Portfolio Highlights

Featured Image from Pixabay

My favorite thing about this class was that the work we did felt meaningful. I do not necessarily hate doing busy work, but I would rather be challenged to create something that I will be proud of. With that said, it means a lot that I now have a portfolio that shows off my skills. Here are a few highlights from the semester of assignments I felt strongly about my performance on: 

My final project, “Massacre or Riot? Tulsa Race Massacre” is a good place to start. I focused my final project on the Tulsa Race Massacre. I thought it was just something that was appropriate given the general social climate in modern day. It was also something that has been “brushed under the rug” in American History. In its own way, the fact that it was brushed under the rug, almost makes it more representative of American History than many other events we learn about in school. I tried to draw a focus to the fact that history is written and recorded by those in power. It took nearly 100 years for the U.S. Congress to recognize this atrocity as a massacre, rather than a small civil disagreement/riot. The sad truth of history is that those who survive generally decide what is going to be shared to future generations. The mix of several newspapers, images, guided questions, and a redline map made it possible for me to both convey a narrative of why this massacre may have happened, as well as leading students to their own conclusion about why this massacre is being recognized nearly 100 years later.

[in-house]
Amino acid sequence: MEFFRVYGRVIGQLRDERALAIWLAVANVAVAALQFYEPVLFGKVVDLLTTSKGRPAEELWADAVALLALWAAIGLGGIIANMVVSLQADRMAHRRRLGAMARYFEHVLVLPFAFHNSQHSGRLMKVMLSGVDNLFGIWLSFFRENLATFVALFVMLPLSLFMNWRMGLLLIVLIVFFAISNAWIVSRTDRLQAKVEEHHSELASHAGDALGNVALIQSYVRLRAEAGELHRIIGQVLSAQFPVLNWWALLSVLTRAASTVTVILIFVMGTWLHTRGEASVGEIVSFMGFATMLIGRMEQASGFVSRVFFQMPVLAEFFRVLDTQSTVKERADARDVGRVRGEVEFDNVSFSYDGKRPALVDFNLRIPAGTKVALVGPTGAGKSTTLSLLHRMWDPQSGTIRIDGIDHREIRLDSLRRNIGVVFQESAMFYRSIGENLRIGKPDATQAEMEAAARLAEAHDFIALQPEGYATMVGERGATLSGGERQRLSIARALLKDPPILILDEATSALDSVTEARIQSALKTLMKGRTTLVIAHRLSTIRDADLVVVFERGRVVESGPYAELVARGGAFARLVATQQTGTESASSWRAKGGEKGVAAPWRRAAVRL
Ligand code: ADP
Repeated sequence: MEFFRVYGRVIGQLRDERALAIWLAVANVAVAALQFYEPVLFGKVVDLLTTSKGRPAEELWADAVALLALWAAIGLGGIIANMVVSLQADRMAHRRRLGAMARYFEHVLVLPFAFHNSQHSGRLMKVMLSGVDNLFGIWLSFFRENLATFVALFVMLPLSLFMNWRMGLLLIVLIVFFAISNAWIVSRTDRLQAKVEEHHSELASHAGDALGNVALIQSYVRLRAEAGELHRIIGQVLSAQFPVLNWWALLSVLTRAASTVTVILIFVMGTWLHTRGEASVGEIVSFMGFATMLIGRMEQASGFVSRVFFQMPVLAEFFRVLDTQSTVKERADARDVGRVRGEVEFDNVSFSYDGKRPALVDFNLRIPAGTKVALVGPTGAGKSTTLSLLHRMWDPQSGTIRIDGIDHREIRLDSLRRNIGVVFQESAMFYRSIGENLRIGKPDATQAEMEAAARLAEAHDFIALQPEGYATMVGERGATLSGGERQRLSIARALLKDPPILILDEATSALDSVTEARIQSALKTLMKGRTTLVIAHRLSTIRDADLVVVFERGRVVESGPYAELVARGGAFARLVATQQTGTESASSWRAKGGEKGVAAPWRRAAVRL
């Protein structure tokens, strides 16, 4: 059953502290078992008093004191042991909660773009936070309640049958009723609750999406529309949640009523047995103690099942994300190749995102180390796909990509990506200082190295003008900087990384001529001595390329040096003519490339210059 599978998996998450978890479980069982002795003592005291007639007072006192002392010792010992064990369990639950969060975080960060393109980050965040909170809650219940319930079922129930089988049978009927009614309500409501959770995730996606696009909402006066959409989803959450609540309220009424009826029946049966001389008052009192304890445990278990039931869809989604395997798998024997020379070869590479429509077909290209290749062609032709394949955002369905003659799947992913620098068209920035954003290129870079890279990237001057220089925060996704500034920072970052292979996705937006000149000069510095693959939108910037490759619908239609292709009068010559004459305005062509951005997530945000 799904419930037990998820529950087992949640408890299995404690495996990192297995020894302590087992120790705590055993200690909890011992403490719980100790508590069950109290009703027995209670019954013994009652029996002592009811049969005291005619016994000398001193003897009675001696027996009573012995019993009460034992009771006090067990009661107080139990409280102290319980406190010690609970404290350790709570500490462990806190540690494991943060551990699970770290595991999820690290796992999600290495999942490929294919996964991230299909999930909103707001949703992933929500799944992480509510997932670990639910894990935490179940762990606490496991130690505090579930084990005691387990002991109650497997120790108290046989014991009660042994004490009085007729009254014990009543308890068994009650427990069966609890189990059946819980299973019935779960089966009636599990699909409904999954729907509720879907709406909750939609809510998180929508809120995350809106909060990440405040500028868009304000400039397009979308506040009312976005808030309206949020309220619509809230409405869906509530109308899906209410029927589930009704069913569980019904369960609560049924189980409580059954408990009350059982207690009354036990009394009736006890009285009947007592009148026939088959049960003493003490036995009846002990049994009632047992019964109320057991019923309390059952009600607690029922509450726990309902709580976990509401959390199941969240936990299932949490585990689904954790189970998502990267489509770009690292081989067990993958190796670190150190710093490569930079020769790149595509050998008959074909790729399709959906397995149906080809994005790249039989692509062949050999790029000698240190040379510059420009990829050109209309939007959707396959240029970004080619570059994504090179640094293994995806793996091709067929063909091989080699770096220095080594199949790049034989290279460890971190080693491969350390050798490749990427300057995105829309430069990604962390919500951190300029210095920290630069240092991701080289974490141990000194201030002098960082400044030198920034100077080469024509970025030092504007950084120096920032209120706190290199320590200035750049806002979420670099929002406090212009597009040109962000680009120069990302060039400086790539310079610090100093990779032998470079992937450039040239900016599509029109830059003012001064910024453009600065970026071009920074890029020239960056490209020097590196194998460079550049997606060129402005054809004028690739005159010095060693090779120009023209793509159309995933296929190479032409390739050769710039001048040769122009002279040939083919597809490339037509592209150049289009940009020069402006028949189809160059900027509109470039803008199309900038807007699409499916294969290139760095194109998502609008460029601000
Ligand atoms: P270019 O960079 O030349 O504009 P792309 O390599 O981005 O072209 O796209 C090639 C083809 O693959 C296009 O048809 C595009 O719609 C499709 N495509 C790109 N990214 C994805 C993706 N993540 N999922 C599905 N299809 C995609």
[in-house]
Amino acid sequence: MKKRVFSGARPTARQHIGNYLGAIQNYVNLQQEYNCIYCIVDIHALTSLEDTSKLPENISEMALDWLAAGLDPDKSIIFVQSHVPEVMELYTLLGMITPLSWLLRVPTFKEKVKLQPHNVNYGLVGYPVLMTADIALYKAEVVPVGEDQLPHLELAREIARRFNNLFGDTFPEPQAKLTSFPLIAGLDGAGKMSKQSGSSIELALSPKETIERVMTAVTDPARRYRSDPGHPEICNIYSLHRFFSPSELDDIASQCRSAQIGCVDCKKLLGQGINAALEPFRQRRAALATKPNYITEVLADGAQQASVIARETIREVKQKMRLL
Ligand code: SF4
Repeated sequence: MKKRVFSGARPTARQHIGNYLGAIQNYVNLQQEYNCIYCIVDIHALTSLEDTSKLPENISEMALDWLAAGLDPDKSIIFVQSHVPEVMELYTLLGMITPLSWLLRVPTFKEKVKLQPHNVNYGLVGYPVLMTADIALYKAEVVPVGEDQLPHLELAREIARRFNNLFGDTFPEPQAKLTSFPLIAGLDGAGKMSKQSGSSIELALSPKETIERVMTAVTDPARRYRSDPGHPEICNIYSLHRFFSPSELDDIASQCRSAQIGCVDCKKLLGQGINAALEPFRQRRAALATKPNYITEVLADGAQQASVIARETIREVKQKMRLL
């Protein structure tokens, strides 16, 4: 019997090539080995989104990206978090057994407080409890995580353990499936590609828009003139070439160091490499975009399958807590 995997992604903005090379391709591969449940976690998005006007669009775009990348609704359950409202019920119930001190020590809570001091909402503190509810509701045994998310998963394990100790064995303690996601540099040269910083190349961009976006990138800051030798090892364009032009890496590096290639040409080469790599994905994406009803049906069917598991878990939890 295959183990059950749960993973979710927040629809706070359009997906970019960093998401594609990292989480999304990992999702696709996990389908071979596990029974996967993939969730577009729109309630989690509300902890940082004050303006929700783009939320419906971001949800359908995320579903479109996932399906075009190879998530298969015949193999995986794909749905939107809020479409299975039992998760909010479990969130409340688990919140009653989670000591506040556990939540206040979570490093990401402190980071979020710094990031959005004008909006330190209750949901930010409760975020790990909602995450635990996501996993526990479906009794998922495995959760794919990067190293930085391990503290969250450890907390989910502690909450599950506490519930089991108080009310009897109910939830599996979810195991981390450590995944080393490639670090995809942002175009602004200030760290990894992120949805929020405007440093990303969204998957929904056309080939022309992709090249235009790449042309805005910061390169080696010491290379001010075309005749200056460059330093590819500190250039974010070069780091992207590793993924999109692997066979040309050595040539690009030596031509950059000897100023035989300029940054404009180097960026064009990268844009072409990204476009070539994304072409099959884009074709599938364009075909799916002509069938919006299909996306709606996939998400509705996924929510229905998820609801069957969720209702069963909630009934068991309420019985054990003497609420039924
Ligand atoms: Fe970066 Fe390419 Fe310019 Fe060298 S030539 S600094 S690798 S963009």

The next project I was really proud of was my “Investigating the Rise in Cost of Oakland Homes” project. This was, in theory, meant to be an investigation of my mother’s childhood home. I ended up discovering that Oakland’s census data from 1940 was incredibly inaccurate and oftentimes not even complete. I discovered this by mulling through census data for hours, only to find that the data would stop right in the middle of streets, or that houses would just be missing entirely. There were also several discrepancies in data pertaining to the job/income of the homeowners listed which made it nearly impossible to estimate how much homes were worth. This was because the census had figures listed where these homeowners were living in 1.7 million dollar homes making the modern day equivalent of $27,908. It just didn’t make sense. I ended up using several online tools to find average incomes of certain professions, as well as using this average yearly income to estimate the appropriate home cost for someone in that income bracket to estimate the value of the homes I ended up comparing. I also ended up using a redlining map to compare household costs in a “green” neighborhood versus a “red” neighborhood. The green area was more representative of the area my mom grew up from ages 8-12, while the red was more representative of the house she was born in. In both cases, these houses were left out of the census data. Once I figured out the costs of the homes I compared, I then extrapolated that the costs of these areas are affected by crime rate, noise, and other factors that are available for viewing on real estate sites such as RedFin and Zillow. I was proud of this project because I felt like a detective creating it. I really had to dig deep to compare the houses in these different neighborhoods. It wasn’t as simple as viewing census data, and checking the boxes. I really had to use the resources available online to effectively compare the different neighborhoods. It was a lot of fun, and it is a good example of how resourceful I can be when it becomes necessary.